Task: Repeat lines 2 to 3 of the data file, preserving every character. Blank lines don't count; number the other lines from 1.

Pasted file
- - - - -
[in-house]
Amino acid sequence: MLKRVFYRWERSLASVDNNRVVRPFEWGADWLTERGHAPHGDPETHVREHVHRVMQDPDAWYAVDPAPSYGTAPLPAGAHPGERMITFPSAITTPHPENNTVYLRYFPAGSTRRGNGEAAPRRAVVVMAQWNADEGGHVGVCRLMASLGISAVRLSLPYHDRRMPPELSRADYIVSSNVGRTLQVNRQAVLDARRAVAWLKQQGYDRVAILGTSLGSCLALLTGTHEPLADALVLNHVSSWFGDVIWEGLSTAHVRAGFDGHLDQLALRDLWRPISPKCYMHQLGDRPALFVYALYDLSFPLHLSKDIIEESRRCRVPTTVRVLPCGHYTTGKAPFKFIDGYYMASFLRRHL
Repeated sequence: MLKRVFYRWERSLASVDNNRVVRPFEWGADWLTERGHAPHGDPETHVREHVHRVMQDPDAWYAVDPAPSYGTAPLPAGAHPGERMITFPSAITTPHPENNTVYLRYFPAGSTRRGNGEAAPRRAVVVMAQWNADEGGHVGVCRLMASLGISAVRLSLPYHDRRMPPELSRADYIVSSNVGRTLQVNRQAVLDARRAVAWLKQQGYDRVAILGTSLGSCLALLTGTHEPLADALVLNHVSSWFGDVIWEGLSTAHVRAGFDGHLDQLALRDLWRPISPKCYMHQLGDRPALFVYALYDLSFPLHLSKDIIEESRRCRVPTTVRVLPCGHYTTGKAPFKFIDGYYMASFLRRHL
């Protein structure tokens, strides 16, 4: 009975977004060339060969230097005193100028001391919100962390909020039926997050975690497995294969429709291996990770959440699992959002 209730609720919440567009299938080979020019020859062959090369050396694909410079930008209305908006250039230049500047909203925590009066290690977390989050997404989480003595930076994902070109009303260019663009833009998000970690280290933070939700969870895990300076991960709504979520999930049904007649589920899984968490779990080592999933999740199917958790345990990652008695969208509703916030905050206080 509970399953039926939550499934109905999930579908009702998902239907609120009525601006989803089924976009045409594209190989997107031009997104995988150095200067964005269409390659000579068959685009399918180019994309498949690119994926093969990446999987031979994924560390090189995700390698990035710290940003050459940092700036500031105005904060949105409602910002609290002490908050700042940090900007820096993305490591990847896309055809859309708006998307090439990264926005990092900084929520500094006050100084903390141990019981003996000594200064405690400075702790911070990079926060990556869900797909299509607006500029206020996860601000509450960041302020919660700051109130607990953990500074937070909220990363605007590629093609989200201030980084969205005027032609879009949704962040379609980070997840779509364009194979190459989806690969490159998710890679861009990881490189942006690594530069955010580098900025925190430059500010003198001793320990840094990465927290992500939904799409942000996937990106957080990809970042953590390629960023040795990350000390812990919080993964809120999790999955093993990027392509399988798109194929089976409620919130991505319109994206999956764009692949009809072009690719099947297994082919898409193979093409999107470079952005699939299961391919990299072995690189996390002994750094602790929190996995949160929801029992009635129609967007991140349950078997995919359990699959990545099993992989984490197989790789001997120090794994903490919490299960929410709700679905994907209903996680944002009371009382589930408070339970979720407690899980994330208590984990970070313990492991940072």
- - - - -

Amino acid sequence: MLKRVFYRWERSLASVDNNRVVRPFEWGADWLTERGHAPHGDPETHVREHVHRVMQDPDAWYAVDPAPSYGTAPLPAGAHPGERMITFPSAITTPHPENNTVYLRYFPAGSTRRGNGEAAPRRAVVVMAQWNADEGGHVGVCRLMASLGISAVRLSLPYHDRRMPPELSRADYIVSSNVGRTLQVNRQAVLDARRAVAWLKQQGYDRVAILGTSLGSCLALLTGTHEPLADALVLNHVSSWFGDVIWEGLSTAHVRAGFDGHLDQLALRDLWRPISPKCYMHQLGDRPALFVYALYDLSFPLHLSKDIIEESRRCRVPTTVRVLPCGHYTTGKAPFKFIDGYYMASFLRRHL
Repeated sequence: MLKRVFYRWERSLASVDNNRVVRPFEWGADWLTERGHAPHGDPETHVREHVHRVMQDPDAWYAVDPAPSYGTAPLPAGAHPGERMITFPSAITTPHPENNTVYLRYFPAGSTRRGNGEAAPRRAVVVMAQWNADEGGHVGVCRLMASLGISAVRLSLPYHDRRMPPELSRADYIVSSNVGRTLQVNRQAVLDARRAVAWLKQQGYDRVAILGTSLGSCLALLTGTHEPLADALVLNHVSSWFGDVIWEGLSTAHVRAGFDGHLDQLALRDLWRPISPKCYMHQLGDRPALFVYALYDLSFPLHLSKDIIEESRRCRVPTTVRVLPCGHYTTGKAPFKFIDGYYMASFLRRHL